After extensive consultation with my pain management doc and the ok of my SBON I had no choice but to go on the heavy hitters. I took some time off to allow my body to become use to the drugs. Then went back with no problems. I am however a stickler about making someone witness when I give narcs or have to waste any. The fact is after you take the narcotic medication for a time it does not have a sedative affect on you. Of course it is best for everyone and even more so for those needing to work while using narcotics to use extreme caution as we are dealing with other peoples lives. At the same time we nurses are human beings as well and are entitled to the best quality life as possible. Best wishes in what you decide to do. P.S. I also get a lot of relief using those 8hr heating pks that come 2 to a pack.
  8. 0
    I am also not trying to dx or give med opinion. but i also have extensive med hx. i had surgery 3 months ago for a disc, and bad knee. i understand the pain. i feel fine on the meds, but i do take them at the end of the day when i know i am going home and wont be doing that. its scares me too! i know my body, but its always like "what-if". i do lots of ibu, prolly killing my liver.. but whatever it takes.
    I do get lots of joy and pleasure and adren rush no matter what i am doing at clin, so i am usually good until i get to end of day or at home or on way home before i start to hurt.

    If you come up with anything.. PM me please!
  9. 0
    I am also a chronic pain sufferer due to multiple injuries and accidents. Also just diagnosised with chiari 1 malformation. Waiting to see neuro - anyway I have been on vicodin now narco for last 12 years, take lyrica and muscle relaxers (at night) It has never affected my job, though I have lost one offer due to this (discrimination case ongoing),. anyway, see a pain management MD, get massages - these help greatly, heat, ointments, try to lower stress although in nursing I find this does not happen. We, as nurses, need to take care of ourselves first - I for one have a very hard time doing this, but it is vital to our own personal as well as professional well-being,. Be very careful at work that you don't get hurt, as this will open up huge can of worms done the road. Ask for help, take breaks (I know -- when???) but take care of yourself cause no one else will until we end up patients ourselves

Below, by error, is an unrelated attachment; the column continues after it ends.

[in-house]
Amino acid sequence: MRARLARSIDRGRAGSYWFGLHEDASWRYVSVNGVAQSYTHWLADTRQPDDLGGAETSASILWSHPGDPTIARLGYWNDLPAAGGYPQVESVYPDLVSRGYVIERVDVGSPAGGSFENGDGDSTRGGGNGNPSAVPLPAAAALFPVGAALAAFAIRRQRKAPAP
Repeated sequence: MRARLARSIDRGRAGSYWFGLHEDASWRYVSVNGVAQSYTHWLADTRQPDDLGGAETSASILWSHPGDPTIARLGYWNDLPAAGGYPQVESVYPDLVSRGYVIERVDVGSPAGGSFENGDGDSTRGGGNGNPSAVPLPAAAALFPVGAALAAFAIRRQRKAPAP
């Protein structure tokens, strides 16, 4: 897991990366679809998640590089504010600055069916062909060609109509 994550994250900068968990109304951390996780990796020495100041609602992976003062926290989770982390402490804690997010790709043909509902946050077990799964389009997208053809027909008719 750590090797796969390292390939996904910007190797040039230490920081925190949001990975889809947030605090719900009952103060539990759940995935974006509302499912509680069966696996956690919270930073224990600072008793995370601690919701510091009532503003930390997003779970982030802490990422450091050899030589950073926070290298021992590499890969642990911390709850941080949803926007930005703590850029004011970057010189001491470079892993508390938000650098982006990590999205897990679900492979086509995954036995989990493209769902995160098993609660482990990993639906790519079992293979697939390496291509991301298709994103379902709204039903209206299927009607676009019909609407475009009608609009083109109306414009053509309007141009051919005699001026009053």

10. 0
    Nurses in pain, when are we going to get involve in legislating change a no lift legislation.Let me explain in hospitals and ltcare hhc hoyerlifts ezlifts etc are not acessble or they are time consuming and ltc /hos arenot required my patient ratio to have so many why is this ladies you have the power to create change for furture nurses write your legislators write your sbon write your nurse ascociations promote change write dept labor email them you can change things and thus help your younger sisters in nursing because you are a sisterhood to prevent becoming one of the wounded healers also there are doctors out there that have hurt their backs and have chronic pain from lifting patients prn inbluemoon i am sure prayfully i will keep you all in my thoughts
  11. 0
    I also have had an injury while helping to move a very large patient after her hip replacement. The pain was incredible. I eventually found a Dr. that would listen to me and had an artificial disc replacement at L4 - L5. I was lucky to find a great pain specialist. We eventually ended up with a fentanyl patch with percocet for btp. It seemed to me that after a short period of getting used to the drugs (a couple of weeks or so) I did not have that sleepy and foggy mental status. My pain was gone but I could still function. I think you really have to educate the company you are working for about new trends in pain management. I believe we must become our own advocate and fight to have the opportunities that other nurses
    do. As for me, I also find heat to be very therapeutic. I use a product called therabeads. You warm it in the microwave and it supplies warm, moist heat that lasts approximately 2 hours. I hope you can find something that will work for you so you too can return to work without unrelenting pain. Good Luck...